Sunday, June 06, 2004

Same Thing All Over Again 

I was in upstate New York over the last three days and while there, I met a PR practitioner who was pushed out of a corporate communications role. This practitioner related an all-too-familiar story. The company had decided it needed skilled PR management, so it hired another person into the job. The person who came in was from a marketing background. Immediately, the new person stopped talking to the press. And, apparently, this person has not talked since either.

When I explained why I thought this happened -- lack of control over the media -- the ex-corporate communications leader said this sounded like the case. I have nattered here about the change in PR from working with media to preference for controlled communications akin to promotion. I have to say I am late in making this charge. Jack O'Dwyer in his newsletter has been complaining about it for years. I ignored him for a long time until it happened all around me.

The sad fact of marketing is it assumes that what it cannot control, it can ignore. This has never been the case, and it never will be. What one ignores can sink a company, especially if the media suddenly become vehicles for sensational charges, as I have been witnessing lately.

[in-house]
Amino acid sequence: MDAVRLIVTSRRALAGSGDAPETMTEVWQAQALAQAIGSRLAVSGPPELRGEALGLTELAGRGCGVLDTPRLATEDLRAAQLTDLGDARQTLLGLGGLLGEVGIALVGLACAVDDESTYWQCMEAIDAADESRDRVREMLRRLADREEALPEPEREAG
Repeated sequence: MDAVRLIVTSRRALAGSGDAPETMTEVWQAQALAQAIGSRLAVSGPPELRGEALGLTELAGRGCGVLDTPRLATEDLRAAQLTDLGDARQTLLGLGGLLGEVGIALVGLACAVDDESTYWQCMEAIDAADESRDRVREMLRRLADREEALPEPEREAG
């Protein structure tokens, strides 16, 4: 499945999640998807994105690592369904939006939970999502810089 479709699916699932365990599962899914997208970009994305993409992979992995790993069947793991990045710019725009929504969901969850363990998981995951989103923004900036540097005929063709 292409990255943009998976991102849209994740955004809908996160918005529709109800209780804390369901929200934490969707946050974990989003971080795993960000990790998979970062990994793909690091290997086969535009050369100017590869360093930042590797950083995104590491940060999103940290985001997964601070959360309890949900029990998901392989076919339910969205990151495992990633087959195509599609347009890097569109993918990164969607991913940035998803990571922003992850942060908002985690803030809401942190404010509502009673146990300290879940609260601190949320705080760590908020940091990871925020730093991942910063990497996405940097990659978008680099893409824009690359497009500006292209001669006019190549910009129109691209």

An organization might be able to work for a long time without dealing with the media, but there will come a day when it must relate, and it won't know how. If a company feels it can't afford to keep people on staff to do media relations -- other than trade media --, it should find an agency to handle larger media.

Wait! That's silly advice. One agency after another has de-emphasized media relations in favor of high-volume, marketing-related work using controlled communications.

So where does a company go that needs to deal with Forbes, Fortune, Barron's, Business Week, The Wall Street Journal, CNBC and other national business media? Where does a company go to get objective advice about its story -- what works and what doesn't? There are fewer places to turn. And, that's not healthy for PR.


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